3D Printing : depowdering techniques

Siddiqui, M.Z. (2017) 3D Printing : depowdering techniques.

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Abstract:Additive manufacturing is a technology that has broken conventional manufacturing barriers. Simple to complex structures such as a screw or a mechanical turbine, can be simply drafted in CAD and ultimately be "printed" for functional use. The freedom to print any complex shape favors additive manufacturing over conventional methods of manufacturing. Current additive manufacturing allows the possibilities for: Organ printing, electronics, food, metal, ceramics and plastics printing. In the Selective Laser Melting (SLM), the structure is built or printed through spherical particles of powder that typically lie in the micron-sized range. The laser sinters (melts) the powder together to form a final shape. Naturally, not all the powder is used to print the structure, but instead used as a base or support for the next successive layer during the printing process. Thus, once the printing process is complete, the powder present within the structure becomes part of the internal structure. These small particles can clog small precise orifices, channels' and any opening within the structure. This would defeat the purpose, for instance, the functionality of a printed heat exchanger which has loose internal powder, in terms of fluid flow and heat exchange. Therefore, there is a need to have a completely powder-free internal structure, from the manufacturing perspective and the clientele requirement. The main aim of this report is to determine how to efficiently remove excess powder from a 3D printed structure. To do this, experiments are first conducted to see if the loose powder would completely flow out of a structure at different orientations. The results of the experiments are then compared with the Simulation model developed by Maurice Limpens. The experiment was not able to depowder the structure completely whereas in the simulation the structure completely depowders. The main differences (namely interlocking, frictional forces and free flow of the powder) between experimental and simulated results are due to the fact that the latter assumes an ideal behavior of powder flow. Since the initial goal of depowdering was not successfully met with previous experiments, current available techniques for complete cleaning are then investigated. These techniques are (but not limited to): Laser Shockwaves Cleaning, Ultrasound, Gravity and Vibrations, and Electromagnetism. Ultrasound was chosen as the mode for cleaning, since among all the available techniques ultrasound shows promising evidence of cleaning. The results from the cleaning experiment does in fact prove complete cleaning of the structure. Ultrasounds may require long cleaning hours (more than 24 hours) before the structure is completely clean. Different cleaning combinations and sequences (for instance, extreme manual tapping and shaking of the structure followed by water flushing ultimately placed under ultrasounds) drastically reduce the time required under ultrasounds. Within the scope of this report, the depowdering of 3D printed metals is prioritized. Furthermore experiments should be conducted with various geometries and different material structures in order to obtain improved results for better agreement between simulated and experimental results. The simulation can incorporate the real flow behavior of powder (effects of interlocking and friction) while experiments can be improved by adding excitation effects to see how it influences the powder flow. With regards to complete cleaning, other cleaning techniques can be investigated to see how they compare with ultrasounds. Additional understanding on how each respective structure (build geometry, type of metal, shapes) behave under the influence of ultrasound waves is needed. Last but not the least, freshly 3D printed structures should be used to obtain excellent depowdering results for real life practical applications.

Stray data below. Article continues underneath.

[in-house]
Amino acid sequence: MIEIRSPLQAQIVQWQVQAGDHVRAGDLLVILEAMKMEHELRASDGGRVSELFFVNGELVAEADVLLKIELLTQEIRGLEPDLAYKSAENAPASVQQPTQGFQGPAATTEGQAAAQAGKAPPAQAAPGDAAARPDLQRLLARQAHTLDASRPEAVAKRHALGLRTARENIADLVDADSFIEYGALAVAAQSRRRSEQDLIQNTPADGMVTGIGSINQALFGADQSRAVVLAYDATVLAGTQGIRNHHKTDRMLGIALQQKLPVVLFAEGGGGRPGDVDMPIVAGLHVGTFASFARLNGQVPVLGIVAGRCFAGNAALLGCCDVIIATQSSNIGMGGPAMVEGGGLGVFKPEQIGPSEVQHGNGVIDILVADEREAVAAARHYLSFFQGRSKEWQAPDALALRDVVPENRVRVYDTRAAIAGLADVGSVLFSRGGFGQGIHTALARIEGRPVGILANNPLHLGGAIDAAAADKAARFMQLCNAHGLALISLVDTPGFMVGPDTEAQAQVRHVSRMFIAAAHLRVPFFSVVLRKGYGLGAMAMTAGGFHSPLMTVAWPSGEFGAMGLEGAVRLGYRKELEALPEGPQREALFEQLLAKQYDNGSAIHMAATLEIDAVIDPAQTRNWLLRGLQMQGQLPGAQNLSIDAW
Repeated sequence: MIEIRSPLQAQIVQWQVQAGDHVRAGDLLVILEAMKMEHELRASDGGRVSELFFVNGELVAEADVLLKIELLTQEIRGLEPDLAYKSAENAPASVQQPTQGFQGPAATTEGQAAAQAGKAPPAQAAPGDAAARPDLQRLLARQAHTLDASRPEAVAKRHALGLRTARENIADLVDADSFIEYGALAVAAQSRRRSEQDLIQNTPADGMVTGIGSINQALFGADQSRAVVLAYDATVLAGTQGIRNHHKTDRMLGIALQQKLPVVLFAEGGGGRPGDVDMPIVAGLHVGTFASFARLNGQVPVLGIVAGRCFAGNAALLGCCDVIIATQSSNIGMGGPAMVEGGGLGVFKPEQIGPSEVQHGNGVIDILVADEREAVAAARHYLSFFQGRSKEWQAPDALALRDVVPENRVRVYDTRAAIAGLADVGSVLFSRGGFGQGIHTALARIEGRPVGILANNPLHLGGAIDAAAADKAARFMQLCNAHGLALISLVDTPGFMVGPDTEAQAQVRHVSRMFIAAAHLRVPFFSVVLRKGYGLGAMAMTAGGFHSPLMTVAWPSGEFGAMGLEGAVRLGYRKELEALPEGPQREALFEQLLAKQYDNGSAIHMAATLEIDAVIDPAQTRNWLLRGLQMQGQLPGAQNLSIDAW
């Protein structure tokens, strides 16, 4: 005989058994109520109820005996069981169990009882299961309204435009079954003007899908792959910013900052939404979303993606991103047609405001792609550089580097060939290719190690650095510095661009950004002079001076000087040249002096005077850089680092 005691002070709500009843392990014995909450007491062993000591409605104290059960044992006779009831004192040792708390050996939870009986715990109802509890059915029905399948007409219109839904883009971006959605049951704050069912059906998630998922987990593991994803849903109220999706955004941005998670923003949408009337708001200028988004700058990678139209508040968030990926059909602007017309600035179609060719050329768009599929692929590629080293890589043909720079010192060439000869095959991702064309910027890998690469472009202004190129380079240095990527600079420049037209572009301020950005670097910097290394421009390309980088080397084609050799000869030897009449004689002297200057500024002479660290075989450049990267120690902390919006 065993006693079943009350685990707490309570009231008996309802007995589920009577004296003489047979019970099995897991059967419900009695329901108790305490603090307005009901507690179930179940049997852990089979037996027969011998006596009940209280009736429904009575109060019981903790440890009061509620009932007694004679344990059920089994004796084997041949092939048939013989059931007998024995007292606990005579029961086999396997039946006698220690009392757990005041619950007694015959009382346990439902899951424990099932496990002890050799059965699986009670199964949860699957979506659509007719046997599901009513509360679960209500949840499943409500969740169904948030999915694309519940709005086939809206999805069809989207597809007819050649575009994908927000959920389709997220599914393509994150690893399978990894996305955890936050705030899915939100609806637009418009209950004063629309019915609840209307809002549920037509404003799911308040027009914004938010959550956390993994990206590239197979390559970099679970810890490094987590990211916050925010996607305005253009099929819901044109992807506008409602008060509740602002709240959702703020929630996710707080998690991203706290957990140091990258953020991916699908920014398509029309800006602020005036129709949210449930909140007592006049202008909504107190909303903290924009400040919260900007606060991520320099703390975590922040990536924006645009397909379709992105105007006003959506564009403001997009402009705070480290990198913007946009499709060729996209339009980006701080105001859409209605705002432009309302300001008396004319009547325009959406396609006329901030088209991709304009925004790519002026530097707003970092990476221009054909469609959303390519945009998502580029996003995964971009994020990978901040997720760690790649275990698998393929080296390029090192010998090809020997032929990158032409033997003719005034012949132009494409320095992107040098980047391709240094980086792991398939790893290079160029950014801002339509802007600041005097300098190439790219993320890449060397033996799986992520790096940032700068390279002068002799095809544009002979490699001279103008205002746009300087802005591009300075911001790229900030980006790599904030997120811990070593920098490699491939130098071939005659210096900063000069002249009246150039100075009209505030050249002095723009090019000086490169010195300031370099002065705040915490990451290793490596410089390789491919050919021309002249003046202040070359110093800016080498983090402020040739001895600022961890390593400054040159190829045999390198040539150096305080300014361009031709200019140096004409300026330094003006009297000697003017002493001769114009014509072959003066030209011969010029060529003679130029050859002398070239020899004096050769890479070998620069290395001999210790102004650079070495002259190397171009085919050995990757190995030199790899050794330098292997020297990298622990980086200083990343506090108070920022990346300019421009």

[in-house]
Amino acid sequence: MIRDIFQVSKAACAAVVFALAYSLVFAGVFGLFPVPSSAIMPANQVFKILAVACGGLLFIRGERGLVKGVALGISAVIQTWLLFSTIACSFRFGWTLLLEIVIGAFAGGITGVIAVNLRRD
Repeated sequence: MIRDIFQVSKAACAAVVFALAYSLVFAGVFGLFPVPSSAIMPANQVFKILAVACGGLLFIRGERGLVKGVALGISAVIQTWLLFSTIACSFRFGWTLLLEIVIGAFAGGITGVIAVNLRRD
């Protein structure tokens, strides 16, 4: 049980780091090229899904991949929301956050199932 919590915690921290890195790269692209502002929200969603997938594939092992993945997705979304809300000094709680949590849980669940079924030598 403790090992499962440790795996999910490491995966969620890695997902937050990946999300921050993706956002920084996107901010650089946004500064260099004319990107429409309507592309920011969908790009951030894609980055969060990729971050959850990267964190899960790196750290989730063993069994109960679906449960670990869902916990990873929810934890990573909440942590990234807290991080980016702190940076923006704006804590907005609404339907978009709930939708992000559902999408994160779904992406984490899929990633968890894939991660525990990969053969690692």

Item Type:Internship Report (Master)
Clients:
TNO-Netherlands Organisation for Applied Research, the Netherlands
Faculty:ET: Engineering Technology
Subject:52 mechanical engineering
Programme:Mechanical Engineering MSc (60439)
Keywords:3D printing, selective laser melting, depowdering techniques, cleaning, ultrasonic cleaning, metal printing, additive manufacturing
Link to this item:http://purl.utwente.nl/essays/72079
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